Senior Back-End Developer, Software Architect at Chemondis GmbH | 3 upvotes 10.5K views
    Kafka
    Kafka

    I use Kafka because it has almost infinite scaleability in terms of processing events (could be scaled to process hundreds of thousands of events), great monitoring (all sorts of metrics are exposed via JMX).

    Downsides of using Kafka are: - you have to deal with Zookeeper - you have to implement advanced routing yourself (compared to RabbitMQ it has no advanced routing)

    See more
    Kafka
    Kafka
    RabbitMQ
    RabbitMQ

    The question for which Message Queue to use mentioned "availability, distributed, scalability, and monitoring". I don't think that this excludes many options already. I does not sound like you would take advantage of Kafka's strengths (replayability, based on an even sourcing architecture). You could pick one of the AMQP options.

    I would recommend the RabbitMQ message broker, which not only implements the AMQP standard 0.9.1 (it can support 1.x or other protocols as well) but has also several very useful extensions built in. It ticks the boxes you mentioned and on top you will get a very flexible system, that allows you to build the architecture, pick the options and trade-offs that suite your case best.

    For more information about RabbitMQ, please have a look at the linked markdown I assembled. The second half explains many configuration options. It also contains links to managed hosting and to libraries (though it is missing Python's - which should be Puka, I assume).

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    Fr茅d茅ric MARAND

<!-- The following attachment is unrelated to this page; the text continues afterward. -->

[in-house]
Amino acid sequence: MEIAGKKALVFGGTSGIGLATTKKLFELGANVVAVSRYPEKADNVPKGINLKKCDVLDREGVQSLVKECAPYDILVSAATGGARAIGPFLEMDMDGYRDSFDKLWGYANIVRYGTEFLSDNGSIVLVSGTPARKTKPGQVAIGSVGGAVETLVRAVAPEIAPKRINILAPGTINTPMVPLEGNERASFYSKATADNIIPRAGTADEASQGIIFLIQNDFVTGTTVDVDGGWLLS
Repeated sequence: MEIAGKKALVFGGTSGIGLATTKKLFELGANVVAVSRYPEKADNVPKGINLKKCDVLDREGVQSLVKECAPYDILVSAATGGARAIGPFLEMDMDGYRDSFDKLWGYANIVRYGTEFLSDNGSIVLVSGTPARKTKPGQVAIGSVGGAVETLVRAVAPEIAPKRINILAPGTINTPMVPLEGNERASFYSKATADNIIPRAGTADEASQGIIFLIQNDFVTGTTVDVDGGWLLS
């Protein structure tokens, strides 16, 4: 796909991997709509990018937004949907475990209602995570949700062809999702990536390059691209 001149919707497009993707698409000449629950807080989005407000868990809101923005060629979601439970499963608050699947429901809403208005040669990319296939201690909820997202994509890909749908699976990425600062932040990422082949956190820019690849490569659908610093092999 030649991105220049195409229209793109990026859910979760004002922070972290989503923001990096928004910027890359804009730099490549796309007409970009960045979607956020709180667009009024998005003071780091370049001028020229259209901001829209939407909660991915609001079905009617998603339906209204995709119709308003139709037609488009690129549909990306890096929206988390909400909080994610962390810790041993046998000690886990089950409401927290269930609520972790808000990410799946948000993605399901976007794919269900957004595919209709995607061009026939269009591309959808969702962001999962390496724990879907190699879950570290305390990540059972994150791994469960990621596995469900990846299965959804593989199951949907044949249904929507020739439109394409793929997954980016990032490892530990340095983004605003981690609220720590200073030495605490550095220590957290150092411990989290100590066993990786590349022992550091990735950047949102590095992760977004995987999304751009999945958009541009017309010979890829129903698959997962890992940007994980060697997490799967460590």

Fr茅d茅ric MARAND
    Core Developer at OSInet | 2 upvotes 121.8K views
    atOSInetOSInet
    Beanstalkd
    Beanstalkd
    RabbitMQ
    RabbitMQ
    Kafka
    Kafka

    I used Kafka originally because it was mandated as part of the top-level IT requirements at a Fortune 500 client. What I found was that it was orders of magnitude more complex ...and powerful than my daily Beanstalkd , and far more flexible, resilient, and manageable than RabbitMQ.

    So for any case where utmost flexibility and resilience are part of the deal, I would use Kafka again. But due to the complexities involved, for any time where this level of scalability is not required, I would probably just use Beanstalkd for its simplicity.

    I tend to find RabbitMQ to be in an uncomfortable middle place between these two extremities.

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    Interest over time
    Reviews of Gearman and Kafka
    No reviews found
    How developers use Gearman and Kafka
    Avatar of Pinterest
    Pinterest uses KafkaKafka

    http://media.tumblr.com/d319bd2624d20c8a81f77127d3c878d0/tumblr_inline_nanyv6GCKl1s1gqll.png

    Front-end messages are logged to Kafka by our API and application servers. We have batch processing (on the middle-left) and real-time processing (on the middle-right) pipelines to process the experiment data. For batch processing, after daily raw log get to s3, we start our nightly experiment workflow to figure out experiment users groups and experiment metrics. We use our in-house workflow management system Pinball to manage the dependencies of all these MapReduce jobs.

    Avatar of opening.io
    opening.io uses GearmanGearman

    Internal, distributed message queue. Main communication happens via port 4730 and consists of simple json messages. Completely independent of the main website back-end.

    Avatar of Coolfront Technologies
    Coolfront Technologies uses KafkaKafka

    Building out real-time streaming server to present data insights to Coolfront Mobile customers and internal sales and marketing teams.

    Avatar of ShareThis
    ShareThis uses KafkaKafka

    We are using Kafka as a message queue to process our widget logs.

    Avatar of Christopher Davison
    Christopher Davison uses KafkaKafka

    Used for communications and triggering jobs across ETL systems

    Avatar of theskyinflames
    theskyinflames uses KafkaKafka

    Used as a integration middleware by messaging interchanging.